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Over a period of nine months, 17 judges in Colorado rejected appeals from those convicted of driving under the influence for the same reason: the law does not require prior DUIs to be proven beyond a reasonable doubt.

But then the state Supreme Court stepped in.

By a 4-2 vote, the majority of justices handed down a ruling on Nov. 9 in the case of Linnebur v. People, weighing in on the statute that raises a DUI conviction to a felony instead of a misdemeanor. Before, prosecutors merely needed to demonstrate to a judge that the defendant, more likely than not, had at least three previous DUIs. The majority instead decided prior offenses must be proven to a jury beyond a reasonable doubt.

Six weeks later, the Supreme Court sent a dozen criminal cases just like it back to the Court of Appeals with an instruction to reevaluate the convictions.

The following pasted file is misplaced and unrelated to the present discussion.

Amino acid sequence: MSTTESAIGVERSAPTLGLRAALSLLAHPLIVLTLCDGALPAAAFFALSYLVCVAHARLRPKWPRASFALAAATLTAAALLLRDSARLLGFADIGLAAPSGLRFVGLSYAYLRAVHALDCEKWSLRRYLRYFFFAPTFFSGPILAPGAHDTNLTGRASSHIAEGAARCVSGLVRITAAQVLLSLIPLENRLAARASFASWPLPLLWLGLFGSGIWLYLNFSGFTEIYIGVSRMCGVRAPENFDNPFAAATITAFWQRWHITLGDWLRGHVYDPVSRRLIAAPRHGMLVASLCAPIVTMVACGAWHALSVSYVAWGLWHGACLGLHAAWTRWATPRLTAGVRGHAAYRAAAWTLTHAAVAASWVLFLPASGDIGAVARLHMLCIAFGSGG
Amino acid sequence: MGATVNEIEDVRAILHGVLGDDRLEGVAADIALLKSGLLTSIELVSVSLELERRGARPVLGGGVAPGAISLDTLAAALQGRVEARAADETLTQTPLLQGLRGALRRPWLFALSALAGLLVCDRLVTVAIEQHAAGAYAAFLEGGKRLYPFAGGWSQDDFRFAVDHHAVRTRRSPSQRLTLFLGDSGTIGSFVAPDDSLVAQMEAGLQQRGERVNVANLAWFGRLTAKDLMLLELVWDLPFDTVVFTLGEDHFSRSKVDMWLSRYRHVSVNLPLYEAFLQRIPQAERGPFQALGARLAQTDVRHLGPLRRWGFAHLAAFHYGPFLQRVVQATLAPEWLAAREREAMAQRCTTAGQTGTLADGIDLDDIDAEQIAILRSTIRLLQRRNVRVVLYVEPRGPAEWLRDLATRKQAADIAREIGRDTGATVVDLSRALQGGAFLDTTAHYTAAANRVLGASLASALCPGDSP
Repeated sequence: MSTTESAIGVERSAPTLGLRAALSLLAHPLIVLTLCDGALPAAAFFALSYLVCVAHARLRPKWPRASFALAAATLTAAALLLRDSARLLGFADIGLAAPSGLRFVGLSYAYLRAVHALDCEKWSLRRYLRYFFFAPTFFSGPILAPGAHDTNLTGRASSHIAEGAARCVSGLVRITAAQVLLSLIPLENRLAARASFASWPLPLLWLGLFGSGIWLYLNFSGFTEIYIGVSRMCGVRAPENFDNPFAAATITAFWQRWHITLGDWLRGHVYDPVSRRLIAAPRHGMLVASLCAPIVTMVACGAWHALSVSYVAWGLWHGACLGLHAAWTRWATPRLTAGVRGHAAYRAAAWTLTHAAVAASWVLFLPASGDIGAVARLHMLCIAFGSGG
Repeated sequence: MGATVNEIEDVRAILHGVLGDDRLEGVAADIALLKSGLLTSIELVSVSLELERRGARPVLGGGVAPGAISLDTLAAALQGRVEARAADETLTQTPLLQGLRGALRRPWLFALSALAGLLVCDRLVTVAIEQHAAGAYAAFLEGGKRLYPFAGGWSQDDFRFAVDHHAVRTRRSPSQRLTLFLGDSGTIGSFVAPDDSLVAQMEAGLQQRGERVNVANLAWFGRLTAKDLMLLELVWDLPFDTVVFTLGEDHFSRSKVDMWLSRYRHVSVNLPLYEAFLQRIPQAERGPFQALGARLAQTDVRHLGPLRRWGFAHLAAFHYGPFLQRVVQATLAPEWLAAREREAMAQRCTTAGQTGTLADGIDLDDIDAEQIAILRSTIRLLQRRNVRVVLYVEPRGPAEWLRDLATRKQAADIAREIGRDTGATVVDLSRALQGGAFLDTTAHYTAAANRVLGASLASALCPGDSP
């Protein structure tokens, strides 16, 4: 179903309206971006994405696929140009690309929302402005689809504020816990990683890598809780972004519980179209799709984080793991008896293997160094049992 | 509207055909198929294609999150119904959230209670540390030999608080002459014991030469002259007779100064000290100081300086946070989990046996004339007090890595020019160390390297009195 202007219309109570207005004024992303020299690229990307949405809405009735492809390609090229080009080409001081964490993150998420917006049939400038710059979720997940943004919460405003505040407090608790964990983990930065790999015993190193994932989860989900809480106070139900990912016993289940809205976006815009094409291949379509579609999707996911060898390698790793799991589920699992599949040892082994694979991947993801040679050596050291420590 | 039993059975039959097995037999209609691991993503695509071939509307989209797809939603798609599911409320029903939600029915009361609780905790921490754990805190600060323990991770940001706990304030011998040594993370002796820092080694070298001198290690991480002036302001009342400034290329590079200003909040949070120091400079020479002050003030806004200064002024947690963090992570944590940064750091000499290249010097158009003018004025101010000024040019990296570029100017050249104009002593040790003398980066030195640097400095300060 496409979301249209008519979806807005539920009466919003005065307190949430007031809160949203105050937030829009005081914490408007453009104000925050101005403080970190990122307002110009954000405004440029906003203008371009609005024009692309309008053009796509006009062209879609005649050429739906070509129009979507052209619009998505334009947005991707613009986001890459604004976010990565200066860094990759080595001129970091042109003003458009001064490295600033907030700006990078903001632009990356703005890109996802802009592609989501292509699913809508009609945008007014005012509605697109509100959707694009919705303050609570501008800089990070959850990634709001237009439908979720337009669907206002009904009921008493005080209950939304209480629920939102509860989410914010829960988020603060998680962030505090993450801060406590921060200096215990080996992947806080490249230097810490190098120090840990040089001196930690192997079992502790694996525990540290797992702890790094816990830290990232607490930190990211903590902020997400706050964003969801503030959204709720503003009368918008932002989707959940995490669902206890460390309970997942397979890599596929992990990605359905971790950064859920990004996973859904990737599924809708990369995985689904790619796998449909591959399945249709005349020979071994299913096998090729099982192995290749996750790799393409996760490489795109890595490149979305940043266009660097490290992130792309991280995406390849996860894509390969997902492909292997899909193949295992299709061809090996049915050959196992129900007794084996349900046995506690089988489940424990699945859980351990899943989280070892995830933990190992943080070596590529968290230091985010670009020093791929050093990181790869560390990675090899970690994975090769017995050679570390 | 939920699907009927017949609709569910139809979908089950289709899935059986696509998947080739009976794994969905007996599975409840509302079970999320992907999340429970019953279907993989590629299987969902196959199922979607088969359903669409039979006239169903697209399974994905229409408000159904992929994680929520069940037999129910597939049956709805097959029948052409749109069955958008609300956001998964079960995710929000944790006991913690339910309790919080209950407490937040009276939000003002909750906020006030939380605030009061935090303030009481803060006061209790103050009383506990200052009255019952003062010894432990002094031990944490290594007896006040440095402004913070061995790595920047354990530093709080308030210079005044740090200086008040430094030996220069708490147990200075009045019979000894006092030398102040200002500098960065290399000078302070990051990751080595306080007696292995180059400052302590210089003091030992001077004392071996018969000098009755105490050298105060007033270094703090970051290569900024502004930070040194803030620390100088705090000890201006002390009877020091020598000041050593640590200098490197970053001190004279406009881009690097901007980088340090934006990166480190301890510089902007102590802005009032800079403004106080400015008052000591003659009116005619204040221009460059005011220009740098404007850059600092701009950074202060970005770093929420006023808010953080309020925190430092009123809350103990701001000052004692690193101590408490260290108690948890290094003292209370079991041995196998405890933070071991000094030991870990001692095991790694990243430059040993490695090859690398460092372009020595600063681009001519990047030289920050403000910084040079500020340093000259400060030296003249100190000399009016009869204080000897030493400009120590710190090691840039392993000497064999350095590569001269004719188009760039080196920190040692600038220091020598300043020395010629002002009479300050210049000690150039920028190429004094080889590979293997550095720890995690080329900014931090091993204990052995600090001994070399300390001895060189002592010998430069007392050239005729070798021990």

“For people that didn’t get that evidence in front of a jury,” said Jeffrey Wolf, a criminal defense lawyer in Denver, “it’s a lucky break for them.”

Of the 12 convictions returned to the appellate court on Dec. 21, half are from Mesa County. The remainder arose from four metro Denver jurisdictions. Most of the circumstances listed in court records featured the typical hallmarks of impaired driving.

Police found one driver asleep behind the wheel in Glendale, vomit on his shirt and five prior DUIs on his record. Another motorist with three priors rear-ended a woman in Douglas County, claiming he had been texting but later admitted to drinking a “couple shots” of vodka. And a man with three priors in Grand Junction swerved through multiple lanes of traffic before stopping for police, admitting, “I know I’m going to jail, officer.”

"At the core of it, it's a really interesting issue," said Michael Dougherty, the Boulder County district attorney. "How much do we allow juries to learn about the past acts of a defendant?"